Per Bylund – February 20, 2022
“You do not have the right to parade through the public streets or to obstruct public thoroughfares. You have the right of assembly, yes, on your own property, and on the property of your adherents or your friends. But nobody has the ‘right’ to clog the streets.” –Ayn Rand
I encountered this quote recently on one of the social media sites. To me, the statement includes an obvious logical error and also an obvious reason for this error, so I responded simply: “No one individual is what clogs a street.”
The idea was to point out that the obvious—but dishonest—shift in the level of analysis that Rand is guilty of. She is obviously talking about individual rights yet says that individuals (plural) do not have the right to assemble in such a way as to clog the street. The problem here is that each individual indeed has the right to be in the street because it is a public throughfare. A single individual, I assume, would not amount to “clogging.” Would two? Or three? Four?
Even so, the individuals qua individuals would have equal right to be in the street but their assembly (group) would not. That’s the issue.
Let’s say it takes a dozen people to properly “clog” the street and that this is, per Rand, not allowed. This means eleven individuals have the right to be in the street, but the twelfth individual does not have that right—not because it is not their individual right, but because there are now sufficiently many individuals to clog the street. The first eleven have a right that the twelfth (and up) does not by virtue of the eleven already being there.
The same thing applies in the opposite case. Suppose there are twelve individuals already in the street. They properly “clog” the street, which is disallowed. In other words, [none] of them has the right to be there—and nobody else has the right to enter the street. But if one leaves, then they all magically gain the right to be there.
Consequently, Rand’s objectivist view, as expressed in the quote above, is one of individual rights that are contingent on how many others exercise their equal right. You have a right as an individual to be in the street, but this right only exists for as long as other individuals exercising the same right are not too many (that is, they cannot be so many that they “clog” the street).
This raises questions about what responsibility individuals have in this situation. If there are eleven individuals enjoying their time in the street, as is their right, does the entry of a twelfth person, which makes their being there unlawful, violate the eleven’s rights? They did nothing differently. Their rights changed because of another person. Or is it the other way around, that the eleven by exercising their right violate the twelfth individual because they no longer [have] the right to be in the street?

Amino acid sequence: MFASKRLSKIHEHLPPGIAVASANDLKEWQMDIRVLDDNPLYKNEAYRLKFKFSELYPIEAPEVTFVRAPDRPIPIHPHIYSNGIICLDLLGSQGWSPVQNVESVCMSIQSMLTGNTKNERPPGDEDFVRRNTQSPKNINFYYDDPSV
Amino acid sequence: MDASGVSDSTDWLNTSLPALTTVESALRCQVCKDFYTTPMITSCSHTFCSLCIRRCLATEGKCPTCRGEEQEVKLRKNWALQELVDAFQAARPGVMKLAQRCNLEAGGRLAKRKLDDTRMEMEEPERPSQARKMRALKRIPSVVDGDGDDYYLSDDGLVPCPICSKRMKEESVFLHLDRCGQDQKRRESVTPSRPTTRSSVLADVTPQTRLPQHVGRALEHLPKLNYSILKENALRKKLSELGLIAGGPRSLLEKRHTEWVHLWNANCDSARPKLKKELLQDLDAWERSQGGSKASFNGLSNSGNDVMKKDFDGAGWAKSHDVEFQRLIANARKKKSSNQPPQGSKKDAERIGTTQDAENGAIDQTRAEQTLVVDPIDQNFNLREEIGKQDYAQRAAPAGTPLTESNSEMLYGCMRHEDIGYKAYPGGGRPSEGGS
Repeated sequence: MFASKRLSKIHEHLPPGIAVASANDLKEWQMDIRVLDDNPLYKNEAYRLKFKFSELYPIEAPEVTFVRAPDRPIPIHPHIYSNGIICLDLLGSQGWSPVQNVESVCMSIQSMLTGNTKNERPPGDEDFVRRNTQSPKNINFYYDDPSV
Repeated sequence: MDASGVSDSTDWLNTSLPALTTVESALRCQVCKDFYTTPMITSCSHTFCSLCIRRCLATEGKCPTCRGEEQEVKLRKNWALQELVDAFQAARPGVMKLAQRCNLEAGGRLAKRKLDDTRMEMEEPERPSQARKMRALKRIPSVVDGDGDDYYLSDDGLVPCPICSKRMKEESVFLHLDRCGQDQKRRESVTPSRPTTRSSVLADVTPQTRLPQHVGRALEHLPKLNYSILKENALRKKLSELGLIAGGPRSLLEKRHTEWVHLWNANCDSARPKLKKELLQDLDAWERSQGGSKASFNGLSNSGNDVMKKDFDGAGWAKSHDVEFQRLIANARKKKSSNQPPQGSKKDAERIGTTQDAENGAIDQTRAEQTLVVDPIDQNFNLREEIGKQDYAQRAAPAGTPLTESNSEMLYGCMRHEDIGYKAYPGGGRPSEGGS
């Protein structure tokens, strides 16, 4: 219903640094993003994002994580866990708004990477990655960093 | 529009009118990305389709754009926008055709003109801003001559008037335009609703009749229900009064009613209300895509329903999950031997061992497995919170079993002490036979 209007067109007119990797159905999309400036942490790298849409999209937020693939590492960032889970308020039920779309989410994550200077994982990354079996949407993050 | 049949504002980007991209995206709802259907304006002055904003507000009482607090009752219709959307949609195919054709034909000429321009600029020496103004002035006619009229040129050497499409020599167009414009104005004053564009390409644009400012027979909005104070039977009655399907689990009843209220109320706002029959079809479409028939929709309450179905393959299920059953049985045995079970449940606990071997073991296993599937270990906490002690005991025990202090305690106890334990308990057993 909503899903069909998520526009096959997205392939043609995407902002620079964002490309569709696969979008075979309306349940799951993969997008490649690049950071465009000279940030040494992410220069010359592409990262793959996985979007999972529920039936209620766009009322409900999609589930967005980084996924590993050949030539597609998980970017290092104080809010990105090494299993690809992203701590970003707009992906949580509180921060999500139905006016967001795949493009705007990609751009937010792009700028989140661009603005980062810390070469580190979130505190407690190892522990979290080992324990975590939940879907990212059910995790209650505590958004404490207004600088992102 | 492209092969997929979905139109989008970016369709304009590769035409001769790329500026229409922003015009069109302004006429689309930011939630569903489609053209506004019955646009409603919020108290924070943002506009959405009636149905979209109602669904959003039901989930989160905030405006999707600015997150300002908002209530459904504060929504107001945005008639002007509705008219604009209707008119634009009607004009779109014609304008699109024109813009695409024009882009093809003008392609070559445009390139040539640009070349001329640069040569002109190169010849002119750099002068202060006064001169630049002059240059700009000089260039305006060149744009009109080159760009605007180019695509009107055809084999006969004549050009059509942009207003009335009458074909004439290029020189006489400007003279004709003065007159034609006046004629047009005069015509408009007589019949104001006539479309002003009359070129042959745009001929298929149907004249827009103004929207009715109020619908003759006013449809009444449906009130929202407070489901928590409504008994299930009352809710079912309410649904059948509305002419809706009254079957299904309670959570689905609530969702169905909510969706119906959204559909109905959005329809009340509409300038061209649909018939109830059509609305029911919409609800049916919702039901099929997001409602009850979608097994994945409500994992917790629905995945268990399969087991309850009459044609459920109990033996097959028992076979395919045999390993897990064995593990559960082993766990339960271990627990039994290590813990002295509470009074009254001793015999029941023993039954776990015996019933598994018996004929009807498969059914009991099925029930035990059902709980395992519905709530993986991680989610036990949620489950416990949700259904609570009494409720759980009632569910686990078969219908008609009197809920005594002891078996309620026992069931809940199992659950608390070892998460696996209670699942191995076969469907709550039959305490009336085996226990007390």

The quote raises many questions such as these, but these issues—seemingly arbitrary rights and apparent contradictions—arise for a specific reason: we are talking about public property. Had the street been private, then there would have been no problem. Rand says so herself: you have the right of assembly (whether or not “clogging” occurs) “on your own property.” Indeed, private property solves problems.
The arbitrariness of the situation is the assumption that the street is public. That arbitrariness is obvious from Miss Rand’s reliance on the vague, if at all defined, word “clog” as determinant of when otherwise rightful action suddenly becomes unlawful.
To take this one step further, this arbitrariness is the source of the state’s power and people’s desperate interest in wielding it. This interest is partly in self-defense because if the wrong people get to set the rules, then this may impose a cost on me (I either cannot be in the street or I cannot use the street because it is clogged).
Considering the substantial risk of a “wrong” person making up the wrong arbitrary rules for a piece of public property that they care about, many will realize that they are better off trying to nip the problem in the bud. Better yet, they can step ahead of it and impose rules of their own. So they engage in politics to get the “right” people in office.
It is public property that causes the problems of politics and the power that it has. The solution should be obvious: remove the cause.
Originally published at Mises.org.